Ether One’s lateral challenges are not Myst’s. Making sense out of Myst demands the mind of a prodigy and a diet of LSD. When Ether One has you stumped, you’re missing the obvious. For an adventure puzzle game that’s the Holy Grail.
Upcoming RPG Divinity: Original Sin is now in beta, developer Larian Studios announced yesterday. And from the looks of the game's latest feature update, there have been some hefty steps taken towards its Spring 2014 release window.
Er, this is awkward. This Episode 3 trailer for The Wolf Among Us starts with a spoiler warning for previous chapters. Telltale's Fables adaptation is currently sat in my Steam library's ever-growing backlog list, and so I've decided not to watch it. I really hope it is a legitimate trailer I'm posting, and not say a specialist "adult" retelling of the Big Bad Wolf. That would be embarrassing.
Sad Update: I've been informed that Moebius' secretive organisation is no longer called F.I.S.T. It is now called F.I.T.A. I don't know how to process this information.
Jane Jensen's Moebius is out soon, and to coincide with the occasion there is now a Jane Jensen's demo to keep us Jane Jensen's occupied in the meantime. The demo gives us the opportunity to step into the sharp-suited, beanpole body of one Malachi Rector (not pictured above), who just might be the best-named game character this side of Metal Gear Solid: Peace Walker's intemperate villain 'Hot Coldman'. Expect to click on things, talk to people, and save a handsome man from hanging in order recruit him to your globe-hopping mystery squad - it's all in a day's work at the following link.
Thanks to my eerie psychic powers, I've been able to divine a release date for The Blackwell Epiphany. According to my spooky vision - and to the Wadjet Eye blog, which I was coincidentally reading at the time - the final game of the Blackwell adventure series will be released on April 24th. The spirits are whispering something else, too. Something about the existence of the launch trailer that I am watching right now. You know, sometimes I scare myself.
Telltale have released a trailer for the second episode of The Walking Dead: Season 2. It's called A House Divided, and will be a heart-warming tale of how, despite seemingly insurmountable differences, a group of people come together in a spirit of harmony and friendship. Oh wait, no, not that. The other thing. With the pettiness and regrets and monstrous retribution in a world where societal collapse leads to bitter, terrible survival.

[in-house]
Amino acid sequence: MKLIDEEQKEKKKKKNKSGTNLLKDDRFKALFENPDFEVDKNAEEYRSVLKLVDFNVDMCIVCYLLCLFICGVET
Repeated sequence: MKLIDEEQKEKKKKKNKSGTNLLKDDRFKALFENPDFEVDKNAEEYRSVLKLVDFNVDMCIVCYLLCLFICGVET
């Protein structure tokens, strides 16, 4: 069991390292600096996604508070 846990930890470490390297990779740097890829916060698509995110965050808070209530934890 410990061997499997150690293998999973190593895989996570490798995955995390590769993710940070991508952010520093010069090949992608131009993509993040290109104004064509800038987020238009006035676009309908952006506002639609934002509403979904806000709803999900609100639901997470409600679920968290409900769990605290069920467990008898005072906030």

The Blackwell Epiphany was technically announced a year ago, when Wadjet Eye's Dave Gilbert posted about it on the Adventure Game Studio forums. One of the benefits of game design, though, is that you can mostly make up the pre-release teasers as you go. Hence now, and the game's official announcement, alongside a first trailer for the game. Both accompany the reveal that this will be the final game in the excellent adventure series.
I didn’t so much play The LEGO Movie Videogame as I did gently prod it toward a conclusion. I pushed the buttons that appeared on screen to automatically transform scattered pieces into spaceships and trampolines, performed mindless quick time events, and beat up enemies, though there was never a reason to use anything but the jump attack.
Kentucky Route Zero act three is "significantly more involved" than previous acts, has no firm release date
From the outside, the Cardboard Computer had appeared dormant. The developers of lovely episodic adventure Kentucky Route Zero have been quiet on the status of Act III, refusing to divulge the episode's release status. Now, in a recent progress update on its progress, the studio has explained their silence, noting any previously planned launch dates had always been missed. As a result, the team are following game development trick #32: if you never announce a release date, it can never be delayed.
So far in Rust, I've encountered rock-wielding bandits, malicious architects building one-room death arenas, and a cult of naked men. Poke around the community for a bit, and you'll find more good times in a game with such a sheer degree of freedom. Those flashes of spontaneity are just a small part of why Rust is really cool. Its success is, by now, not a big surprise after a pretty strong early access alpha and taking the top spot for survival RPG player activity, but today marks another notch in Rust's handcrafted leather belt: it's sold over 1 million copies, as tweeted today by Facepunch founder Garry Newman.